March 09, 2014

BJP AHEAD OF THE CONGRESS...


IN THE RACE FOR ALLIES

Courtesy: IBN Live/Reuters
When the BJP decided to take a gamble by appointing Narendra Modi, first as the chief of its campaign for the Lok Sabha polls and then as its nominee for the post of the Prime Minister, many thought it would never get any allies and would thus warm the Opposition benches for another five years in the Parliament. After all, in this era of coalition politics where no party can think of crossing the half way mark on its own, it is but imperative to have powerful regional satraps on one's side. In fact, in one of the articles that I had written post Modi's anointment (Link), I had mentioned that the stigma of the 2002 Gujarat riots could keep several powerful regional players away from doing any kind of business with the NDA. With Nitish Kumar's JD(U) walking out of the BJP led coalition, it seemed that the saffron outfit was fighting a battle that it was destined to lose. Six months down the line, things have changed. Of course, I need to admit that I was wrong in thinking that a NDA headed by Modi would ever grow beyond three or four parties.

While Nitish Kumar and certain segments within the BJP including the party patriarch Lal Krishna Advani may have been against his appointment, the Gujarat Chief Minister must be given credit for galvanizing a party that seemed to be heading towards doom. Considering his strong Hindutva image, he helped consolidate the party's core vote bank. Next, with a strong leader at the helm of affairs, the war of succession amongst the BJP's second generation leaders too has been brushed aside at the moment. The differences have been dissolved, at least for the time being, and the party has stood solidly behind its PM nominee. Meanwhile, at rally after rally in different parts of the country, the Gujarat leader has spoken about his development agenda. This has helped him connect with the masses who have been disillusioned with the UPA. His poll managers have also done a great job on the social media, boosting his popularity amongst the youth. In the last few months while the BJP has moved from strength to strength, the Congress has constantly been under fire with so many scams being unearthed in recent months. Many allies have marched out of the UPA and several more prospective partners have refused to enter into any sort of agreement with the INC, fearing the massive anti-incumbency against the regime in New Delhi. Finally, after a thumping victory in the December 2013 polls held in four states, it is evident that the BJP is in the driving seat and everyone wants to be a part of the NDA bandwagon.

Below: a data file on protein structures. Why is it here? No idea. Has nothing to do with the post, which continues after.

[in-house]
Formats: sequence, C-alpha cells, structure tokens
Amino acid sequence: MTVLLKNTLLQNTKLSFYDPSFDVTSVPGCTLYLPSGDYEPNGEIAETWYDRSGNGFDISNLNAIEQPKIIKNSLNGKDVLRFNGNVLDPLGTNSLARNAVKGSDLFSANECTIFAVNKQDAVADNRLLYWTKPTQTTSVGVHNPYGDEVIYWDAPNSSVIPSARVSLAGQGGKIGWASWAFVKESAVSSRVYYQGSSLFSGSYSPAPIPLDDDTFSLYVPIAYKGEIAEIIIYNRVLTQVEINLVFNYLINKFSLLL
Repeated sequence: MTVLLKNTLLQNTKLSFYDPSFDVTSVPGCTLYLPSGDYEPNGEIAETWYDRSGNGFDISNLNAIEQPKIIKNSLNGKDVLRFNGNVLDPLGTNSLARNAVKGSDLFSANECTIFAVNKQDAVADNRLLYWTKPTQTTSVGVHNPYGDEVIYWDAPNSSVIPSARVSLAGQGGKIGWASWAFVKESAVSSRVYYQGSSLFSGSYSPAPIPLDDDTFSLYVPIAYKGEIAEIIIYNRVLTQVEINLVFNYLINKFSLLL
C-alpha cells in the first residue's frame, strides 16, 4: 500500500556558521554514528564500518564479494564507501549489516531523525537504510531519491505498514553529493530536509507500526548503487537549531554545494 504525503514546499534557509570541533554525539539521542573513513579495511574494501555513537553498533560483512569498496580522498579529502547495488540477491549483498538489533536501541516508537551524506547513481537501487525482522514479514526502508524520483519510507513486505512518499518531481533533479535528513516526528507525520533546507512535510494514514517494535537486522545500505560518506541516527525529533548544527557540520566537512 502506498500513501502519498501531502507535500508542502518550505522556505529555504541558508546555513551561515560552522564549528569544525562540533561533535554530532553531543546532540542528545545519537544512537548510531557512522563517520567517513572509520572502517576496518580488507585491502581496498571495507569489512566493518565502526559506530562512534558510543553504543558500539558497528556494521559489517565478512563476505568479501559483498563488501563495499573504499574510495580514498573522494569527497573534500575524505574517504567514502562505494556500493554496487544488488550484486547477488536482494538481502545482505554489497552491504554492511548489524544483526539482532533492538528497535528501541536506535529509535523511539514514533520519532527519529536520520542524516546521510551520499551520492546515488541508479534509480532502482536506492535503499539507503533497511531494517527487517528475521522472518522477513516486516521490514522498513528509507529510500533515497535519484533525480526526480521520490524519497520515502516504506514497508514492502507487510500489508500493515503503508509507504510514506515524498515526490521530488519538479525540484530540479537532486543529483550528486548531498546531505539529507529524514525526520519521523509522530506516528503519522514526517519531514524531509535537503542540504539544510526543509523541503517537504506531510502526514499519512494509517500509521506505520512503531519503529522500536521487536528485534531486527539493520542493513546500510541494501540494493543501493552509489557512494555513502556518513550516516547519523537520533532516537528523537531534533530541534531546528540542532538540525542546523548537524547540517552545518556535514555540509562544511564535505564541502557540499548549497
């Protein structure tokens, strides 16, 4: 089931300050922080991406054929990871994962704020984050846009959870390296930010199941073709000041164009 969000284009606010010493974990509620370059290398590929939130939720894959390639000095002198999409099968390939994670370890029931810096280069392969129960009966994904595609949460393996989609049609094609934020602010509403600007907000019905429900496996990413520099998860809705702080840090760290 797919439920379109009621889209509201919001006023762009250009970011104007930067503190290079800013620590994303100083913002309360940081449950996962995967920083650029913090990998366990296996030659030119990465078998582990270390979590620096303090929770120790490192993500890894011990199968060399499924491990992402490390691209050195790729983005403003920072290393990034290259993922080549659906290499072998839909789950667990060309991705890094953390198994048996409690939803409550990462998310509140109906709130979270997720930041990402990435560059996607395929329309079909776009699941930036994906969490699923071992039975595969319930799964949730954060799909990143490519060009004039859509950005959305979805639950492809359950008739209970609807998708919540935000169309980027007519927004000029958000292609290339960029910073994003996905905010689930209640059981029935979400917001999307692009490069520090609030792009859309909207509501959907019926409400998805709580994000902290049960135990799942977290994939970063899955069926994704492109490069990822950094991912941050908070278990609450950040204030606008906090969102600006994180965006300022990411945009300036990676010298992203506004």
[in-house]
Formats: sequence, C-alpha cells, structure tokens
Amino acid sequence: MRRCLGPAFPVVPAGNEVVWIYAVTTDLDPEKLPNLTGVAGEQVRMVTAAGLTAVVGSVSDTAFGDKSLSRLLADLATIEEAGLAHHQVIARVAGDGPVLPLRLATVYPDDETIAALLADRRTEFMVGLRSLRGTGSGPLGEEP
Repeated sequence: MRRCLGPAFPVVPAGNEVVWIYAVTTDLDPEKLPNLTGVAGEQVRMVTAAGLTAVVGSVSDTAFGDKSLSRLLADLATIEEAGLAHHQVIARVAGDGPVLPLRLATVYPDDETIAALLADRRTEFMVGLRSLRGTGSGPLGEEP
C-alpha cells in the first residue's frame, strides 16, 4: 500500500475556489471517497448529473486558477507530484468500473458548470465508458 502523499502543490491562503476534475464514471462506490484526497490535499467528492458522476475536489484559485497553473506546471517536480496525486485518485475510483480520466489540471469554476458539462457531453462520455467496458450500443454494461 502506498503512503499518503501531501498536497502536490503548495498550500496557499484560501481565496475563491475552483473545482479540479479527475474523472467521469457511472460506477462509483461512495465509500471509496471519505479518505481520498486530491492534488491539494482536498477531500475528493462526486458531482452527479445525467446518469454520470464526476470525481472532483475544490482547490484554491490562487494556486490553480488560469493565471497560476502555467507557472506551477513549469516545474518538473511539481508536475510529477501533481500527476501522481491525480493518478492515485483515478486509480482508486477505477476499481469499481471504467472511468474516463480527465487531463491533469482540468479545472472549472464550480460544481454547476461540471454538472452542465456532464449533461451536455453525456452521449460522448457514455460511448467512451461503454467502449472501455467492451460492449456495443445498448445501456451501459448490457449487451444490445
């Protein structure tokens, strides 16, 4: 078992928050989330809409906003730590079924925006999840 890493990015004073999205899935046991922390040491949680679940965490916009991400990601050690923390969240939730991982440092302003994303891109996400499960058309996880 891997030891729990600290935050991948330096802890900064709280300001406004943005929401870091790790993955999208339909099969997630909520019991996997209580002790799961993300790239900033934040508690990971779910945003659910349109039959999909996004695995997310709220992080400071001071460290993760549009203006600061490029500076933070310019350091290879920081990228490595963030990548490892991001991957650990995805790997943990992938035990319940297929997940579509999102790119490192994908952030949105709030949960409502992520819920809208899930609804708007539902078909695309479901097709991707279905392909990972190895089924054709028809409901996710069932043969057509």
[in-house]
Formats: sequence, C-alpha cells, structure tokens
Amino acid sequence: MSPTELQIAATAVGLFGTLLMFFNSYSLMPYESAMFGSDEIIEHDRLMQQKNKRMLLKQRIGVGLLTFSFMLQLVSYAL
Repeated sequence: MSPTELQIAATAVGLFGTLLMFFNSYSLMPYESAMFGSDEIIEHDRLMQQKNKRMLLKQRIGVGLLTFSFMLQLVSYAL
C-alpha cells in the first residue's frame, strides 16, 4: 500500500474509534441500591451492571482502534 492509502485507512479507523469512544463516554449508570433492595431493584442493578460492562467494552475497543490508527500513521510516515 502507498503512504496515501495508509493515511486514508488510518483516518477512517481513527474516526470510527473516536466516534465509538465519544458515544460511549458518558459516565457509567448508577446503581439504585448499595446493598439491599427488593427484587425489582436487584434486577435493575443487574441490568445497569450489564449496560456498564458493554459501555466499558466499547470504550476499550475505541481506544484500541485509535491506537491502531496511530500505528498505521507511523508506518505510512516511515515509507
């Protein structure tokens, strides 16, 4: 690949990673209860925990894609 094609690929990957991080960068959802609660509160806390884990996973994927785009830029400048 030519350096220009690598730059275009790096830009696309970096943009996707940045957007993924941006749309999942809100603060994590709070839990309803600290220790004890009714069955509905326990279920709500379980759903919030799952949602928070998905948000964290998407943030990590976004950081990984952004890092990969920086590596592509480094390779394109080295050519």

Of course, one cannot overlook the role of party president Rajnath Singh in 'resurrecting' the NDA. Taking over from Nitin Gadkari after his name figured in the alleged wrong doings regarding investments in his Purti Group, he was instrumental in the elevation of Narendra Modi in spite of strong opposition from Advani and a bitter divorce with the JD(U). As the Gujarat CM toured the nation, talking about his 'vision' for the country, Singh worked behind the scenes to stitch together a mega formation to take on a weak UPA. The first part of the strategy was to bring back those leaders who had walked out of the BJP earlier. Soon, former CMs B S Yeddyurappa and Kalyan Singh were back into the party fold (Link). Keshubahi's GPP too is expected to merge into the BJP soon. Next, Singh went on allying with several smaller partners. The saffron outfit built up solid alliances in states like Maharashtra and Bihar. In Tamil Nadu, where the party has minimal presence, it brought together many Dravidian parties while the Congress seems to be fighting the polls all alone. To go beyond its traditional support base, it has also joined hands with Dalit parties including Paswan's LJP.

Though there is no doubt that the NDA is emerging as the foremost coalition ahead of the 2014 General Elections, it is clear that it will still need many more partners if it has to form the next government at the Centre. In fact, many parties have started sending feelers to the BJP. Raj Thackeray of the MNS has made it clear that he will support Modi for the PM's post. AIADMK supremo Jayalalitha is believed to be close to the Gujarat CM whereas Karunanidhi has also referred to him as a 'good friend'. A lot can be read into NCP chief Sharad Pawar's clean chit to BJP PM candidate. Even Jagan Reddy of the YSR Congress has called him a 'good administrator'. Naidu's TDP is an old ally and is speculated to join back the NDA anywhere soon. The AGP too is a prospective partner; its absence from the meeting of the Third Front leaders does say a lot. And finally, the big catch - the BJD and the BJP too may kiss and make-up.